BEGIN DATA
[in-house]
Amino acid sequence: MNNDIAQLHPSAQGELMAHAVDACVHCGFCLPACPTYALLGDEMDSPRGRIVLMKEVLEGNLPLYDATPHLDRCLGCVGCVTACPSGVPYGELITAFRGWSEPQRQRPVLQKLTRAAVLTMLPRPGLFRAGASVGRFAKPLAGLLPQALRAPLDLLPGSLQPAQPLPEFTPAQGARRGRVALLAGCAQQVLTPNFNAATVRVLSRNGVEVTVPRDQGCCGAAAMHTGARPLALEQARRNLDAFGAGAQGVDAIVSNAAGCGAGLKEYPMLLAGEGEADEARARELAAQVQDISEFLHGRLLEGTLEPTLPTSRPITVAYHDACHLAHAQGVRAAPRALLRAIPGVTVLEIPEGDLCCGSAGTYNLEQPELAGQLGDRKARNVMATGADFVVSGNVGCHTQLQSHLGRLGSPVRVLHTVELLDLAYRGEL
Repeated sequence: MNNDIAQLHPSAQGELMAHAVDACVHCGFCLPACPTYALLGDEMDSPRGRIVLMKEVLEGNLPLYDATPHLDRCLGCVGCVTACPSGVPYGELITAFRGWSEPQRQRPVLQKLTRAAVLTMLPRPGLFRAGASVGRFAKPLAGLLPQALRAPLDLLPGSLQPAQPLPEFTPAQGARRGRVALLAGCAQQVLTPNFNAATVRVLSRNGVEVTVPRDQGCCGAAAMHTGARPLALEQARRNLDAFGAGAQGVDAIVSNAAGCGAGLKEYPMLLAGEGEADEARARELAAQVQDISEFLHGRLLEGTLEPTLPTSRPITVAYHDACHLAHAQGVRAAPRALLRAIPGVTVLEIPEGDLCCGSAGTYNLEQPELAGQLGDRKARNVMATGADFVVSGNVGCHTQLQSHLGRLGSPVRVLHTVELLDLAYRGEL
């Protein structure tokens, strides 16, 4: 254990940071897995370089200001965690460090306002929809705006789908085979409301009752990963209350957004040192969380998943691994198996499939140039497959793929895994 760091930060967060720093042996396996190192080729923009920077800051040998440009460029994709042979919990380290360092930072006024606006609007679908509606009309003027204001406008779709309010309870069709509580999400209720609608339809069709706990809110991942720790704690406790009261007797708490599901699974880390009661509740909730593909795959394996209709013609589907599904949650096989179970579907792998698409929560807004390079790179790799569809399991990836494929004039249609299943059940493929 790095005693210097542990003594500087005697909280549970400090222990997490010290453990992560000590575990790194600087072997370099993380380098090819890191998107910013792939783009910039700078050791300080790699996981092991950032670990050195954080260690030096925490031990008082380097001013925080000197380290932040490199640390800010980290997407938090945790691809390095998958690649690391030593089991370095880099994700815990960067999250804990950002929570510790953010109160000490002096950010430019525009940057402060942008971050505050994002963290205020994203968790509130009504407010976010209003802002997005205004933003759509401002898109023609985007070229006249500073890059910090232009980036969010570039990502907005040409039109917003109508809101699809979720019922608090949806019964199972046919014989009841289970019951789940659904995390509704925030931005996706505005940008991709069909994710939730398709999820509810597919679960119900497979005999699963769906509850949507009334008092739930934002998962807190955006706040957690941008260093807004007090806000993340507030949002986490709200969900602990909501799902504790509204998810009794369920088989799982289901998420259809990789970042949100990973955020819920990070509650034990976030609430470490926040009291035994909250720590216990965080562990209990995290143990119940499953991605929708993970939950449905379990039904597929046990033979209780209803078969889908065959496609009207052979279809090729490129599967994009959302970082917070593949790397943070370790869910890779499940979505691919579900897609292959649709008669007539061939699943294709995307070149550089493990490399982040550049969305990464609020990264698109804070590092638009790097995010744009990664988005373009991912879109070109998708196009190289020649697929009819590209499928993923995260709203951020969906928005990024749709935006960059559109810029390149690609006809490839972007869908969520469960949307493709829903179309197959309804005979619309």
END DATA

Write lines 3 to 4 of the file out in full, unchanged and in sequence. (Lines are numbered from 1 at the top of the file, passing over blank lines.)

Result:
Repeated sequence: MNNDIAQLHPSAQGELMAHAVDACVHCGFCLPACPTYALLGDEMDSPRGRIVLMKEVLEGNLPLYDATPHLDRCLGCVGCVTACPSGVPYGELITAFRGWSEPQRQRPVLQKLTRAAVLTMLPRPGLFRAGASVGRFAKPLAGLLPQALRAPLDLLPGSLQPAQPLPEFTPAQGARRGRVALLAGCAQQVLTPNFNAATVRVLSRNGVEVTVPRDQGCCGAAAMHTGARPLALEQARRNLDAFGAGAQGVDAIVSNAAGCGAGLKEYPMLLAGEGEADEARARELAAQVQDISEFLHGRLLEGTLEPTLPTSRPITVAYHDACHLAHAQGVRAAPRALLRAIPGVTVLEIPEGDLCCGSAGTYNLEQPELAGQLGDRKARNVMATGADFVVSGNVGCHTQLQSHLGRLGSPVRVLHTVELLDLAYRGEL
């Protein structure tokens, strides 16, 4: 254990940071897995370089200001965690460090306002929809705006789908085979409301009752990963209350957004040192969380998943691994198996499939140039497959793929895994 760091930060967060720093042996396996190192080729923009920077800051040998440009460029994709042979919990380290360092930072006024606006609007679908509606009309003027204001406008779709309010309870069709509580999400209720609608339809069709706990809110991942720790704690406790009261007797708490599901699974880390009661509740909730593909795959394996209709013609589907599904949650096989179970579907792998698409929560807004390079790179790799569809399991990836494929004039249609299943059940493929 790095005693210097542990003594500087005697909280549970400090222990997490010290453990992560000590575990790194600087072997370099993380380098090819890191998107910013792939783009910039700078050791300080790699996981092991950032670990050195954080260690030096925490031990008082380097001013925080000197380290932040490199640390800010980290997407938090945790691809390095998958690649690391030593089991370095880099994700815990960067999250804990950002929570510790953010109160000490002096950010430019525009940057402060942008971050505050994002963290205020994203968790509130009504407010976010209003802002997005205004933003759509401002898109023609985007070229006249500073890059910090232009980036969010570039990502907005040409039109917003109508809101699809979720019922608090949806019964199972046919014989009841289970019951789940659904995390509704925030931005996706505005940008991709069909994710939730398709999820509810597919679960119900497979005999699963769906509850949507009334008092739930934002998962807190955006706040957690941008260093807004007090806000993340507030949002986490709200969900602990909501799902504790509204998810009794369920088989799982289901998420259809990789970042949100990973955020819920990070509650034990976030609430470490926040009291035994909250720590216990965080562990209990995290143990119940499953991605929708993970939950449905379990039904597929046990033979209780209803078969889908065959496609009207052979279809090729490129599967994009959302970082917070593949790397943070370790869910890779499940979505691919579900897609292959649709008669007539061939699943294709995307070149550089493990490399982040550049969305990464609020990264698109804070590092638009790097995010744009990664988005373009991912879109070109998708196009190289020649697929009819590209499928993923995260709203951020969906928005990024749709935006960059559109810029390149690609006809490839972007869908969520469960949307493709829903179309197959309804005979619309």